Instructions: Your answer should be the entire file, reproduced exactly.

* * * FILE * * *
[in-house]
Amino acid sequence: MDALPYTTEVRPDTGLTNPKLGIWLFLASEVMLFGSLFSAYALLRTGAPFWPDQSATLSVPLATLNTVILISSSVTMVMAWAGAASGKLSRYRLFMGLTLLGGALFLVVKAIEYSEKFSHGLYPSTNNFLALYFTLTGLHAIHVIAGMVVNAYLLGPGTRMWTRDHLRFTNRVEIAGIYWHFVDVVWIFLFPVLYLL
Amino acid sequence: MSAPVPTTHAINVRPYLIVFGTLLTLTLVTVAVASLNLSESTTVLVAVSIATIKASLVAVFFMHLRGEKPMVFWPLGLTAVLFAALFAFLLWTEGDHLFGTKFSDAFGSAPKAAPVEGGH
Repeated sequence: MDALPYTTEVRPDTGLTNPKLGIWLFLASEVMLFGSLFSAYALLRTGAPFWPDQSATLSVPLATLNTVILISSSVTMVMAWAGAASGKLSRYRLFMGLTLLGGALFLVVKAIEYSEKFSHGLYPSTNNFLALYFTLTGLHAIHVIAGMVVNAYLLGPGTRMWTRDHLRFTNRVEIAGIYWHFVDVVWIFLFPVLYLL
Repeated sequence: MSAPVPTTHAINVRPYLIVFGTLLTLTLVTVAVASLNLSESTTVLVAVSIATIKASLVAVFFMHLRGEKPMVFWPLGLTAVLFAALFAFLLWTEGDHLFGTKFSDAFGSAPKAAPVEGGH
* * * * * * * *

[in-house]
Amino acid sequence: MDALPYTTEVRPDTGLTNPKLGIWLFLASEVMLFGSLFSAYALLRTGAPFWPDQSATLSVPLATLNTVILISSSVTMVMAWAGAASGKLSRYRLFMGLTLLGGALFLVVKAIEYSEKFSHGLYPSTNNFLALYFTLTGLHAIHVIAGMVVNAYLLGPGTRMWTRDHLRFTNRVEIAGIYWHFVDVVWIFLFPVLYLL
Amino acid sequence: MSAPVPTTHAINVRPYLIVFGTLLTLTLVTVAVASLNLSESTTVLVAVSIATIKASLVAVFFMHLRGEKPMVFWPLGLTAVLFAALFAFLLWTEGDHLFGTKFSDAFGSAPKAAPVEGGH
Repeated sequence: MDALPYTTEVRPDTGLTNPKLGIWLFLASEVMLFGSLFSAYALLRTGAPFWPDQSATLSVPLATLNTVILISSSVTMVMAWAGAASGKLSRYRLFMGLTLLGGALFLVVKAIEYSEKFSHGLYPSTNNFLALYFTLTGLHAIHVIAGMVVNAYLLGPGTRMWTRDHLRFTNRVEIAGIYWHFVDVVWIFLFPVLYLL
Repeated sequence: MSAPVPTTHAINVRPYLIVFGTLLTLTLVTVAVASLNLSESTTVLVAVSIATIKASLVAVFFMHLRGEKPMVFWPLGLTAVLFAALFAFLLWTEGDHLFGTKFSDAFGSAPKAAPVEGGH